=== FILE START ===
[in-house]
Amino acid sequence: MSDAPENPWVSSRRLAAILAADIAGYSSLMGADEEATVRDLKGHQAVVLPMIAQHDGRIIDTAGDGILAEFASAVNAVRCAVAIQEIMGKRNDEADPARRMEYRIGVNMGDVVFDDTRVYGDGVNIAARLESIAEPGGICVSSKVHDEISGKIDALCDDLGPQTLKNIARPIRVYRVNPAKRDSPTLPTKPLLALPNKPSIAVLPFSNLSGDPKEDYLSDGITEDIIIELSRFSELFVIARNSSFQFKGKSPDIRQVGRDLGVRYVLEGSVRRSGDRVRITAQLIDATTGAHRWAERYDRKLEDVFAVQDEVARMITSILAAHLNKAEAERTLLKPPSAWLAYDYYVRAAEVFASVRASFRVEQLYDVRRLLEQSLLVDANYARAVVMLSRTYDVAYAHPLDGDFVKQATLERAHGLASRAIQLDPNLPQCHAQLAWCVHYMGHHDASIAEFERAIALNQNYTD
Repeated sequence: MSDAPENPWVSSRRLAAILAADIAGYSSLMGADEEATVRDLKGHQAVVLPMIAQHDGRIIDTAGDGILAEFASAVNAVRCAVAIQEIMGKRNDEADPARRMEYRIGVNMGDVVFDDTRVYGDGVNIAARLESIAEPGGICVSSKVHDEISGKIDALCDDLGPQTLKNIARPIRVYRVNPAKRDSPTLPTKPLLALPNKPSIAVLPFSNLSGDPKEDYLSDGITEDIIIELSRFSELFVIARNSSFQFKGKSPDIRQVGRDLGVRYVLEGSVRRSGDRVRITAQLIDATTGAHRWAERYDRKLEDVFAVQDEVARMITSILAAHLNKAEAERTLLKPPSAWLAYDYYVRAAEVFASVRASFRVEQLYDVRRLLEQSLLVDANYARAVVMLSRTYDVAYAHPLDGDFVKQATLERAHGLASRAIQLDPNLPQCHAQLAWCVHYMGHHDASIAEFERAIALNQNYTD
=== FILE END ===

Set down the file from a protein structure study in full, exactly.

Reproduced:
[in-house]
Amino acid sequence: MSDAPENPWVSSRRLAAILAADIAGYSSLMGADEEATVRDLKGHQAVVLPMIAQHDGRIIDTAGDGILAEFASAVNAVRCAVAIQEIMGKRNDEADPARRMEYRIGVNMGDVVFDDTRVYGDGVNIAARLESIAEPGGICVSSKVHDEISGKIDALCDDLGPQTLKNIARPIRVYRVNPAKRDSPTLPTKPLLALPNKPSIAVLPFSNLSGDPKEDYLSDGITEDIIIELSRFSELFVIARNSSFQFKGKSPDIRQVGRDLGVRYVLEGSVRRSGDRVRITAQLIDATTGAHRWAERYDRKLEDVFAVQDEVARMITSILAAHLNKAEAERTLLKPPSAWLAYDYYVRAAEVFASVRASFRVEQLYDVRRLLEQSLLVDANYARAVVMLSRTYDVAYAHPLDGDFVKQATLERAHGLASRAIQLDPNLPQCHAQLAWCVHYMGHHDASIAEFERAIALNQNYTD
Repeated sequence: MSDAPENPWVSSRRLAAILAADIAGYSSLMGADEEATVRDLKGHQAVVLPMIAQHDGRIIDTAGDGILAEFASAVNAVRCAVAIQEIMGKRNDEADPARRMEYRIGVNMGDVVFDDTRVYGDGVNIAARLESIAEPGGICVSSKVHDEISGKIDALCDDLGPQTLKNIARPIRVYRVNPAKRDSPTLPTKPLLALPNKPSIAVLPFSNLSGDPKEDYLSDGITEDIIIELSRFSELFVIARNSSFQFKGKSPDIRQVGRDLGVRYVLEGSVRRSGDRVRITAQLIDATTGAHRWAERYDRKLEDVFAVQDEVARMITSILAAHLNKAEAERTLLKPPSAWLAYDYYVRAAEVFASVRASFRVEQLYDVRRLLEQSLLVDANYARAVVMLSRTYDVAYAHPLDGDFVKQATLERAHGLASRAIQLDPNLPQCHAQLAWCVHYMGHHDASIAEFERAIALNQNYTD